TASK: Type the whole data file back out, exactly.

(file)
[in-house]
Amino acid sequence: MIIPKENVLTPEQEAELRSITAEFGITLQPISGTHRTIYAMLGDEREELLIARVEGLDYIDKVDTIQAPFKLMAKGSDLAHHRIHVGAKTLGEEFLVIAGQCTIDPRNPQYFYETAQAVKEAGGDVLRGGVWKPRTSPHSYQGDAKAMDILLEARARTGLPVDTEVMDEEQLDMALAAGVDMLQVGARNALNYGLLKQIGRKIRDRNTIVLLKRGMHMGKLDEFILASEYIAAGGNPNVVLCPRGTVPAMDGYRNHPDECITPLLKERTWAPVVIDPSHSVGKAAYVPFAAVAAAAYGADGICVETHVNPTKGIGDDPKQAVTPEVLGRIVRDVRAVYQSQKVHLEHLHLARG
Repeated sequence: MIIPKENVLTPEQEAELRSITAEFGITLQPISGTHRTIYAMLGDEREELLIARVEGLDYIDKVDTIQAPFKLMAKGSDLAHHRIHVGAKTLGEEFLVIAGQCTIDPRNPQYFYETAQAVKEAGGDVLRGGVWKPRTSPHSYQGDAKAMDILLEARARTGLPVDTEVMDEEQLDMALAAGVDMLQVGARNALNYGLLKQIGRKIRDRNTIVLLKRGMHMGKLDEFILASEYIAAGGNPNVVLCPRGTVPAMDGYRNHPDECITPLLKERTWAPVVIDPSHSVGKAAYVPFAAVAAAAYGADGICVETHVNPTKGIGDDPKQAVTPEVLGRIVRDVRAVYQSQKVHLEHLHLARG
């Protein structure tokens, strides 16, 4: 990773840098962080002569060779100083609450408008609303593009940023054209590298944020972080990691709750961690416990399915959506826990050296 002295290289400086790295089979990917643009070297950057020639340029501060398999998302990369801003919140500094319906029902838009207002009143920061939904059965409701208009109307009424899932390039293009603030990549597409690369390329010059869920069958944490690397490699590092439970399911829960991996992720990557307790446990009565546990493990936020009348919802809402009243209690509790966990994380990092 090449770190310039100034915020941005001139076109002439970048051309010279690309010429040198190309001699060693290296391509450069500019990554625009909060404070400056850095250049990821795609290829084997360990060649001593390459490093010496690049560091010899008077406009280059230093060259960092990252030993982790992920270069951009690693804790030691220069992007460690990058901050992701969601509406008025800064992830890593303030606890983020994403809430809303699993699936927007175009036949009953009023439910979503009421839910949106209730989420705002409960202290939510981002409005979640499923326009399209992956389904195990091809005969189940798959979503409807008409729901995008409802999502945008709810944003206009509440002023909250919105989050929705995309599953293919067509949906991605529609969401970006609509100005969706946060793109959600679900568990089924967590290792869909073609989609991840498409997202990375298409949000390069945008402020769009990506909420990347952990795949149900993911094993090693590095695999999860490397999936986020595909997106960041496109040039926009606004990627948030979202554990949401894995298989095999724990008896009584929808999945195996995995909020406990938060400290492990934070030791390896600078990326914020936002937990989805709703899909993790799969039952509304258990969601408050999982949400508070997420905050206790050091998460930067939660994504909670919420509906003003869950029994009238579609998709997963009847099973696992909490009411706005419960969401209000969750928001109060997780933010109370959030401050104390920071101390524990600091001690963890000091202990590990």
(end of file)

[in-house]
Amino acid sequence: MIIPKENVLTPEQEAELRSITAEFGITLQPISGTHRTIYAMLGDEREELLIARVEGLDYIDKVDTIQAPFKLMAKGSDLAHHRIHVGAKTLGEEFLVIAGQCTIDPRNPQYFYETAQAVKEAGGDVLRGGVWKPRTSPHSYQGDAKAMDILLEARARTGLPVDTEVMDEEQLDMALAAGVDMLQVGARNALNYGLLKQIGRKIRDRNTIVLLKRGMHMGKLDEFILASEYIAAGGNPNVVLCPRGTVPAMDGYRNHPDECITPLLKERTWAPVVIDPSHSVGKAAYVPFAAVAAAAYGADGICVETHVNPTKGIGDDPKQAVTPEVLGRIVRDVRAVYQSQKVHLEHLHLARG
Repeated sequence: MIIPKENVLTPEQEAELRSITAEFGITLQPISGTHRTIYAMLGDEREELLIARVEGLDYIDKVDTIQAPFKLMAKGSDLAHHRIHVGAKTLGEEFLVIAGQCTIDPRNPQYFYETAQAVKEAGGDVLRGGVWKPRTSPHSYQGDAKAMDILLEARARTGLPVDTEVMDEEQLDMALAAGVDMLQVGARNALNYGLLKQIGRKIRDRNTIVLLKRGMHMGKLDEFILASEYIAAGGNPNVVLCPRGTVPAMDGYRNHPDECITPLLKERTWAPVVIDPSHSVGKAAYVPFAAVAAAAYGADGICVETHVNPTKGIGDDPKQAVTPEVLGRIVRDVRAVYQSQKVHLEHLHLARG
């Protein structure tokens, strides 16, 4: 990773840098962080002569060779100083609450408008609303593009940023054209590298944020972080990691709750961690416990399915959506826990050296 002295290289400086790295089979990917643009070297950057020639340029501060398999998302990369801003919140500094319906029902838009207002009143920061939904059965409701208009109307009424899932390039293009603030990549597409690369390329010059869920069958944490690397490699590092439970399911829960991996992720990557307790446990009565546990493990936020009348919802809402009243209690509790966990994380990092 090449770190310039100034915020941005001139076109002439970048051309010279690309010429040198190309001699060693290296391509450069500019990554625009909060404070400056850095250049990821795609290829084997360990060649001593390459490093010496690049560091010899008077406009280059230093060259960092990252030993982790992920270069951009690693804790030691220069992007460690990058901050992701969601509406008025800064992830890593303030606890983020994403809430809303699993699936927007175009036949009953009023439910979503009421839910949106209730989420705002409960202290939510981002409005979640499923326009399209992956389904195990091809005969189940798959979503409807008409729901995008409802999502945008709810944003206009509440002023909250919105989050929705995309599953293919067509949906991605529609969401970006609509100005969706946060793109959600679900568990089924967590290792869909073609989609991840498409997202990375298409949000390069945008402020769009990506909420990347952990795949149900993911094993090693590095695999999860490397999936986020595909997106960041496109040039926009606004990627948030979202554990949401894995298989095999724990008896009584929808999945195996995995909020406990938060400290492990934070030791390896600078990326914020936002937990989805709703899909993790799969039952509304258990969601408050999982949400508070997420905050206790050091998460930067939660994504909670919420509906003003869950029994009238579609998709997963009847099973696992909490009411706005419960969401209000969750928001109060997780933010109370959030401050104390920071101390524990600091001690963890000091202990590990």